Protein Design Labs
(PDLI - Get Report) said Friday that a late-stage test of its experimental cancer drug Zamyl produced mixed results.
Zamyl is being developed to treat acute myeloid leukemia. In a late-stage test of 191 patients, 43% of patients taking Zamyl plus traditional chemotherapy drugs successfully reduced the number of cancer cells in their blood. This is compared with just 26% of patients taking chemotherapy drugs alone.
PDL called these results a success, but on an equally important measure, Zamyl failed. The company said patients didn't reach this "complete response" target within 70 days of starting treatment. This time target was the primary goal of the late-stage test.
In recent trading on Friday, the company's stock was lower by $1.71, or 4.2%, to $38.86.
PDL is best known as a drug technology company that licenses its know-how to other biotech firms. But with products such as Zamyl, the company is trying to use its technology to
develop its own drugs
The mixed Zamyl results do not come as much of a surprise. Wall Street analysts had been downplaying expectations for the drug in recent weeks. The company uwrapped the drug's results at the annual meeting of the American Society of Hematology, which starts today and runs through Dec. 11. On Monday, PDL will release partial results from testing on another of its young drugs, Remitogen, for the treatment of non-Hodgkin's lymphoma.
PDL is testing Zamyl on patients who failed other treatments for acute myeloid leukemia, or who had relapsed within one year. In the trial, a complete response was defined as a patient with less than 5% of cancerous cells in his body and who no longer required blood transfusions.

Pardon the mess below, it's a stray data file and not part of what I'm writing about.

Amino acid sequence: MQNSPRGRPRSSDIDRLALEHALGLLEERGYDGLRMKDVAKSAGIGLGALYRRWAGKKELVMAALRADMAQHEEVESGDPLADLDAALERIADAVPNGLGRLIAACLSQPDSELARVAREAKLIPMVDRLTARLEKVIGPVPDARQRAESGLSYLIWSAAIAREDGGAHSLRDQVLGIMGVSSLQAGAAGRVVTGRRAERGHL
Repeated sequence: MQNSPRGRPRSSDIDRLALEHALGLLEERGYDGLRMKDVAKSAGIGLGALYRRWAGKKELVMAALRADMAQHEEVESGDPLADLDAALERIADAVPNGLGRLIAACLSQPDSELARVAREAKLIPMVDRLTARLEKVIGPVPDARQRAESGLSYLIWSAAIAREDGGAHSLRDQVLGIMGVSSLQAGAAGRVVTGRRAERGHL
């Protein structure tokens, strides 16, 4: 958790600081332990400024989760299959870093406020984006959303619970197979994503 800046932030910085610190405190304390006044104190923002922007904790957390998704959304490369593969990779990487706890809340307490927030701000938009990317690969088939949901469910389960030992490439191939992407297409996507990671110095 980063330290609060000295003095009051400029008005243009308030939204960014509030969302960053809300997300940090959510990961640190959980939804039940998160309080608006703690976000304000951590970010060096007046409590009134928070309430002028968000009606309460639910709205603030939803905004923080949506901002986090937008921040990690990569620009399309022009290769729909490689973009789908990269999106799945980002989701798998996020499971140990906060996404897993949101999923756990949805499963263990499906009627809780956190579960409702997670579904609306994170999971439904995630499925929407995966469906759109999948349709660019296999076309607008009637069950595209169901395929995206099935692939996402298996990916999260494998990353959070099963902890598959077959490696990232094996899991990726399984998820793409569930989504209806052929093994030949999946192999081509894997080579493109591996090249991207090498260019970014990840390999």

The 43% overall response rate for patients taking Zamyl and chemotherapy was measured using a set of criteria also used to test a competing and approved leukemia drug, Mylotarg, which is sold by
American Home Products
(AHP - Get Report)
But under a more stringent definition of "complete response," Zamyl didn't perform as well: It produced a complete response in 30% of patients, compared with 21% of patients using chemo drugs alone, the company said.
PDL executives believe the trial, despite its mixed results, proves that Zamyl can be an effective and safe leukemia drug.
"We are delighted by the positive results we have seen in this trial, and the potential benefits Zamyl might provide to myeloid leukemia patients," said company CEO Larry Korn, in a statement. "If the complete analysis of the data, which PDL will be conducting over the next two or three months, confirms this preliminary review, PDL plans to hold discussions with the FDA and European regulatory authorities. We would then plan to file for marketing clearance for Zamyl in the United States and Europe."